We'll get to Constantine and to Christmas before the end of the post. Bear with.
Last Wednesday (22 June) in our weekly Diocesan e-letter, I wrote:
We are on something of adventure as a nation as we make significant steps forward in the 2020s (compared to any other decade I recall) to becoming a bicultural and bilingual society. So, this Friday is our first ever public holiday which acknowledges something of importance in Te Ao Maori: Matariki.
In this holiday we are invited to share together in celebrating the appearance of the astronomical sign which heralds the turn of the year and to remember with thanksgiving those who have gone before us. Matariki refers to both the cluster of stars called Pleiades in ancient Greece (and continued as a term in modern English) and to one of those stars. Potentially we can see seven stars, though one may be hidden. The Bible refers explicitly to “Pleiades” (e.g. NRSV) or Matariki (Te Paipera Tapu) on three occasions: Job 9:9; Job 38:31; Amos 5:8.
There is an intriguing possibility of an implicit reference to Matariki in the Book of Revelation where reference is made to the exalted Jesus holding in his right hand “the seven stars” (1:16; also 2:1; 3:1). For further intrigue on this reference and its possible connection to the geographical location of the seven churches of Revelation, see this blogpost https://kingdom777.wordpress.com/2018/06/21/the-mystery-of-the-seven-stars/ .
This cluster of stars (about which you can read more on Wikipedia and for our local Kiwi flavour, here) consists of many more stars than seven (it has been named "The Seven Sisters") or nine or even fourteen potentially viewable to the naked eye (depending on your location and atmospheric conditions).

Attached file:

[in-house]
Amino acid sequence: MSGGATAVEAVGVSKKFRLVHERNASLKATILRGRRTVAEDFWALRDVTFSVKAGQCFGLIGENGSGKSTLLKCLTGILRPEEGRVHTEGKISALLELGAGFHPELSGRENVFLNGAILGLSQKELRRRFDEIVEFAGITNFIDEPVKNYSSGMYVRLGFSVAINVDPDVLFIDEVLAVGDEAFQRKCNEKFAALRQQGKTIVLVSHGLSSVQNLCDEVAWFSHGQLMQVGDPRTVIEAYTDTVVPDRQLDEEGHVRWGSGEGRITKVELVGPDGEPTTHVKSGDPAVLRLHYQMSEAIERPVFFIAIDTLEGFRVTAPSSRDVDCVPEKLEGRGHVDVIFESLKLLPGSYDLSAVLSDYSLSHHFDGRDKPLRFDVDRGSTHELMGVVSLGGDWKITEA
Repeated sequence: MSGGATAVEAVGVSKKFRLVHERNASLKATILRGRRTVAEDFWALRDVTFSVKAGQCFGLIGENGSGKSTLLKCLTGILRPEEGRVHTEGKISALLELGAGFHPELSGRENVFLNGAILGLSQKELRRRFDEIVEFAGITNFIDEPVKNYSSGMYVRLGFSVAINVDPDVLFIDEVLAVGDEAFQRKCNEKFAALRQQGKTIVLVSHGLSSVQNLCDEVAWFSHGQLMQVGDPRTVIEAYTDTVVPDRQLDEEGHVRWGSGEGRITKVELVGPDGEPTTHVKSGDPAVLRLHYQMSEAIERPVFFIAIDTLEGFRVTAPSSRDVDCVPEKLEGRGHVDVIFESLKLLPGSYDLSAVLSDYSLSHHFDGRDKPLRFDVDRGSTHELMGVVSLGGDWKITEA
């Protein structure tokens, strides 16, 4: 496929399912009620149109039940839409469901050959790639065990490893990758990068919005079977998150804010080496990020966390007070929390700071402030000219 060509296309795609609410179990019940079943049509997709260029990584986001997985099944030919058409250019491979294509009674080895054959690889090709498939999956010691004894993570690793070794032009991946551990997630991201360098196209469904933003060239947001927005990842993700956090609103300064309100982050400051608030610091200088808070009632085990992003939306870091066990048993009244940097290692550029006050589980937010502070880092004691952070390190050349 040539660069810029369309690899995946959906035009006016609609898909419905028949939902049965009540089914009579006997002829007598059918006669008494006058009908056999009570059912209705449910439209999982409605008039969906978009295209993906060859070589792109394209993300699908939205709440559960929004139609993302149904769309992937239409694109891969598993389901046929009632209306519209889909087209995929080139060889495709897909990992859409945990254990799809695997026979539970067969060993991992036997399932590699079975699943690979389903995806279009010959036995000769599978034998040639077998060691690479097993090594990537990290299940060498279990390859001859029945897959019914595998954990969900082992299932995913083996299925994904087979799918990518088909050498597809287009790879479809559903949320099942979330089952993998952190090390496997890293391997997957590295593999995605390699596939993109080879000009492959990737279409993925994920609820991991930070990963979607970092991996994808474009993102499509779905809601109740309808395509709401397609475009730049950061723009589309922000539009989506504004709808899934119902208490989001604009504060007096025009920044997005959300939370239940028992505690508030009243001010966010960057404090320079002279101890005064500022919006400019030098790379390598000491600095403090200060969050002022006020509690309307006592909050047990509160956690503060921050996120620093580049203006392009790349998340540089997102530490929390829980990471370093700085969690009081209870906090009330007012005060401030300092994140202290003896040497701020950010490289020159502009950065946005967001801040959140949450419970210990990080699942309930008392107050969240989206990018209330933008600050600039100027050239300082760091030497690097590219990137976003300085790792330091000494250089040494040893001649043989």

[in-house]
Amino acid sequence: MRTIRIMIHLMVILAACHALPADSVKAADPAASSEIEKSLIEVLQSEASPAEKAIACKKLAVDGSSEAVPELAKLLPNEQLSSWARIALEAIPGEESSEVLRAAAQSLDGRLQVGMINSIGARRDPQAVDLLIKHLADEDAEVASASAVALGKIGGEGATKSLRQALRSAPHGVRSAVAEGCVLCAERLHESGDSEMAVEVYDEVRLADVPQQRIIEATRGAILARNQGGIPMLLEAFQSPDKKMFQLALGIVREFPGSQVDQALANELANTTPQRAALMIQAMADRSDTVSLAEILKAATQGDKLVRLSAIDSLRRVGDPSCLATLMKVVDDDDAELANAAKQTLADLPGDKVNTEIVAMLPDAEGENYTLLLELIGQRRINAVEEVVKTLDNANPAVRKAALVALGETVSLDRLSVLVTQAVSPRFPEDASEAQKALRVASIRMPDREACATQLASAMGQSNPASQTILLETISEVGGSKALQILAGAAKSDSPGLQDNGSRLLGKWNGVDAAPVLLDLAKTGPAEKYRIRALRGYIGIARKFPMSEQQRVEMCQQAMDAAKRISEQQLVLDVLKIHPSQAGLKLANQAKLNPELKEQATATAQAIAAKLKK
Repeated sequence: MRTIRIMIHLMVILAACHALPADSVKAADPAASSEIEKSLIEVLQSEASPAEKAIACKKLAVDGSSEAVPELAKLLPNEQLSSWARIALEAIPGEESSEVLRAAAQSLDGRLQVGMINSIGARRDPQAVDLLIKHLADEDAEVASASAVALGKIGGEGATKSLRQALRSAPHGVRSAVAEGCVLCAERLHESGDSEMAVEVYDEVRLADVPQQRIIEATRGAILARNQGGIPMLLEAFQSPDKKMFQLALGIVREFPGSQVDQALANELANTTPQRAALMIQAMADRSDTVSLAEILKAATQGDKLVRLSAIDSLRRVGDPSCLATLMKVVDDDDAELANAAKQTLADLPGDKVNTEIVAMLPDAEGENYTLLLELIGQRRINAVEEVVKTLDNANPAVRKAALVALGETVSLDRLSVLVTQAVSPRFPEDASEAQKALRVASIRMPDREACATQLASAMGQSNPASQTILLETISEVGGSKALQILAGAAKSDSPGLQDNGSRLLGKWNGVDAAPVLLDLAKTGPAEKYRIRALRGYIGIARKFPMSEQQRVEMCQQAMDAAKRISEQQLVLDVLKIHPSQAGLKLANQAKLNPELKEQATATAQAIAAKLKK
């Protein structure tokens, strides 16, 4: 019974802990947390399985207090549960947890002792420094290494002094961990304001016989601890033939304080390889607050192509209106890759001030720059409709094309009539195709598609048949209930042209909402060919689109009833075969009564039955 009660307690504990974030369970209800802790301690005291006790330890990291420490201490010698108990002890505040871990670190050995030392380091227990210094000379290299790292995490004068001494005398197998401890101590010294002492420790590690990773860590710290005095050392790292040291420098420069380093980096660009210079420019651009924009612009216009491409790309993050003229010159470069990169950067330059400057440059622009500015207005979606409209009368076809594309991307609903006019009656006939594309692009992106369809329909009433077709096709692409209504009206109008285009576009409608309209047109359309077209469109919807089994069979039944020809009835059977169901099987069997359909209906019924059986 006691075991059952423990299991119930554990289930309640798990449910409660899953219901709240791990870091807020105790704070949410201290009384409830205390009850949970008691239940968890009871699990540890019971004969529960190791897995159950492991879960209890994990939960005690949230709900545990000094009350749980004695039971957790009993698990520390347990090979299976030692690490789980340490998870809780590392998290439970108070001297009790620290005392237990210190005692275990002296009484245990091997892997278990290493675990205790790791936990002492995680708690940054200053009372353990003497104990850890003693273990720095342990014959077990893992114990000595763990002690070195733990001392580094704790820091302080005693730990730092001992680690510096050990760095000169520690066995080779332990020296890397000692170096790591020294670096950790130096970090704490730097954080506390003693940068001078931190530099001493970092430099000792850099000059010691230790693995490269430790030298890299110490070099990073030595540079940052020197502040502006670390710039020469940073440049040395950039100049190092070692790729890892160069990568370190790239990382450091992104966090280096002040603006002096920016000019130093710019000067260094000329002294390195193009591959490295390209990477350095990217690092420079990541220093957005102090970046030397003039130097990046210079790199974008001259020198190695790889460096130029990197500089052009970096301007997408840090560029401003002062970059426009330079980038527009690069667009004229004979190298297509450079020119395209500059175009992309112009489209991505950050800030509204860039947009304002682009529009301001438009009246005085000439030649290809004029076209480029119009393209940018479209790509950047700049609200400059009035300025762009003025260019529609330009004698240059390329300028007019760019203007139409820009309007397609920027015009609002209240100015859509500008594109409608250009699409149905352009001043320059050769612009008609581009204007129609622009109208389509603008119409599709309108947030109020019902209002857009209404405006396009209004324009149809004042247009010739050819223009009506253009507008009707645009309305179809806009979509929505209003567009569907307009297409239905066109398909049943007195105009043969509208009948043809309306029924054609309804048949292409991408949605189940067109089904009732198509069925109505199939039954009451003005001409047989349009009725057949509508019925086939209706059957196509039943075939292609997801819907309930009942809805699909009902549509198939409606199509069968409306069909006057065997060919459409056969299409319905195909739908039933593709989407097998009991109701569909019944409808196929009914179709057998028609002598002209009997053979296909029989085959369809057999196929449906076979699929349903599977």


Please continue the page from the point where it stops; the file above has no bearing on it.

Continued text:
This picture gives us both a picture of Matariki (the cluster, but one of the stars is also called Matariki):
Matariki (as an event or festival) signals with the reappearance of the Matariki, which disappears from sight before the winter solstice and reappears soon after (this year, 24 June (also "John the Baptist"), but next year 14 July, etc), the beginning of the Maori new year, and thus a time for remembering what has gone before and for looking forward to what lies ahead.
As a celebrated festival, Matariki fell away by the 1940s but since the 2000s has been revived, and now to the point where we will have an annual holiday each year to mark this important calendrical event.
I was intrigued to hear in a report on TV One news last night (though it is not actually mentioned here in a written version of the item) that an offering of food was part of the pre dawn ceremony. A Stuff report confirms this,
"Lee Johnson (Ngāti Raukawa, Ngāti Kuia) was charged with preparing the food that will be offered at the pre-dawn hautapu. “If the food is cooked then that’s a good sign, so I’ll be putting my best foot forward to make sure it’s cooked, if not overcooked.”"
Now I do not mention this to get into a debate about whether such ceremony takes us away from the God of Jesus Christ and closer to the traditional gods of Te Ao Maori - that is a complex and nuanced matter which involves understanding of Te Ao Maori (the worldview of Maori, including the use of personifications and metaphors in the connections made between the natural world and human life and its cycles of planting and harvesting, of life and death), that I am not sufficiently knowledgeable about to engage in discussion.